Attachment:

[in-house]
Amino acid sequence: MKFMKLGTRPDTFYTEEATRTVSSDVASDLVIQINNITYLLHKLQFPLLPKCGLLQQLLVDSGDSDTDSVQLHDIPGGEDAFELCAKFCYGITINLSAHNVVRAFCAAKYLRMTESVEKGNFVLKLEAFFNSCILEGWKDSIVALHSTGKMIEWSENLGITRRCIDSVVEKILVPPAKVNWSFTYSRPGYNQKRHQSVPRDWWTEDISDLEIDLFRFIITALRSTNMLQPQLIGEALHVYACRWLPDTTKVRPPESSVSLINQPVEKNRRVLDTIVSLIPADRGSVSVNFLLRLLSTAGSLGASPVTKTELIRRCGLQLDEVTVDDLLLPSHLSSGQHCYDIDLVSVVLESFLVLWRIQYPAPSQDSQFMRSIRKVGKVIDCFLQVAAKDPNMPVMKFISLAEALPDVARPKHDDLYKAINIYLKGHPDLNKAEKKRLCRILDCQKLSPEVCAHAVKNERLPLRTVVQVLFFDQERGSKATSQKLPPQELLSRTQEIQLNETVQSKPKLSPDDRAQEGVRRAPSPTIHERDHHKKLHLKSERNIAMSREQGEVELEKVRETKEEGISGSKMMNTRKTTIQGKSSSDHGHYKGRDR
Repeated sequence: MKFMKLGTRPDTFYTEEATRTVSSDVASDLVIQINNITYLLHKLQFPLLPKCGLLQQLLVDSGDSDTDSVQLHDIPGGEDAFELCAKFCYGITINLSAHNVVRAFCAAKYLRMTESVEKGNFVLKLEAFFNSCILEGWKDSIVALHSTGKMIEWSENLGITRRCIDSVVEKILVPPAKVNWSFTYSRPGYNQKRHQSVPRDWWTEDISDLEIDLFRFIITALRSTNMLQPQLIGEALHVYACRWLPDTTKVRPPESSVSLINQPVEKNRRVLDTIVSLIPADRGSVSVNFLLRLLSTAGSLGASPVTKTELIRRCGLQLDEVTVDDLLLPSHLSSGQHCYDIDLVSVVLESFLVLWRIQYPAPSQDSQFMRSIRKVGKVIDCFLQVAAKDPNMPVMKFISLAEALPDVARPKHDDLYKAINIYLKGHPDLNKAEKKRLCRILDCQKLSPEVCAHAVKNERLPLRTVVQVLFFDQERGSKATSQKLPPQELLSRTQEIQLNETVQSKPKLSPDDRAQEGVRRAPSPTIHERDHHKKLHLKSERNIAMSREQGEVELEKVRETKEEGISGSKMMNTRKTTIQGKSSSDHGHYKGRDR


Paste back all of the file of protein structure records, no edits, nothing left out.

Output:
[in-house]
Amino acid sequence: MKFMKLGTRPDTFYTEEATRTVSSDVASDLVIQINNITYLLHKLQFPLLPKCGLLQQLLVDSGDSDTDSVQLHDIPGGEDAFELCAKFCYGITINLSAHNVVRAFCAAKYLRMTESVEKGNFVLKLEAFFNSCILEGWKDSIVALHSTGKMIEWSENLGITRRCIDSVVEKILVPPAKVNWSFTYSRPGYNQKRHQSVPRDWWTEDISDLEIDLFRFIITALRSTNMLQPQLIGEALHVYACRWLPDTTKVRPPESSVSLINQPVEKNRRVLDTIVSLIPADRGSVSVNFLLRLLSTAGSLGASPVTKTELIRRCGLQLDEVTVDDLLLPSHLSSGQHCYDIDLVSVVLESFLVLWRIQYPAPSQDSQFMRSIRKVGKVIDCFLQVAAKDPNMPVMKFISLAEALPDVARPKHDDLYKAINIYLKGHPDLNKAEKKRLCRILDCQKLSPEVCAHAVKNERLPLRTVVQVLFFDQERGSKATSQKLPPQELLSRTQEIQLNETVQSKPKLSPDDRAQEGVRRAPSPTIHERDHHKKLHLKSERNIAMSREQGEVELEKVRETKEEGISGSKMMNTRKTTIQGKSSSDHGHYKGRDR
Repeated sequence: MKFMKLGTRPDTFYTEEATRTVSSDVASDLVIQINNITYLLHKLQFPLLPKCGLLQQLLVDSGDSDTDSVQLHDIPGGEDAFELCAKFCYGITINLSAHNVVRAFCAAKYLRMTESVEKGNFVLKLEAFFNSCILEGWKDSIVALHSTGKMIEWSENLGITRRCIDSVVEKILVPPAKVNWSFTYSRPGYNQKRHQSVPRDWWTEDISDLEIDLFRFIITALRSTNMLQPQLIGEALHVYACRWLPDTTKVRPPESSVSLINQPVEKNRRVLDTIVSLIPADRGSVSVNFLLRLLSTAGSLGASPVTKTELIRRCGLQLDEVTVDDLLLPSHLSSGQHCYDIDLVSVVLESFLVLWRIQYPAPSQDSQFMRSIRKVGKVIDCFLQVAAKDPNMPVMKFISLAEALPDVARPKHDDLYKAINIYLKGHPDLNKAEKKRLCRILDCQKLSPEVCAHAVKNERLPLRTVVQVLFFDQERGSKATSQKLPPQELLSRTQEIQLNETVQSKPKLSPDDRAQEGVRRAPSPTIHERDHHKKLHLKSERNIAMSREQGEVELEKVRETKEEGISGSKMMNTRKTTIQGKSSSDHGHYKGRDR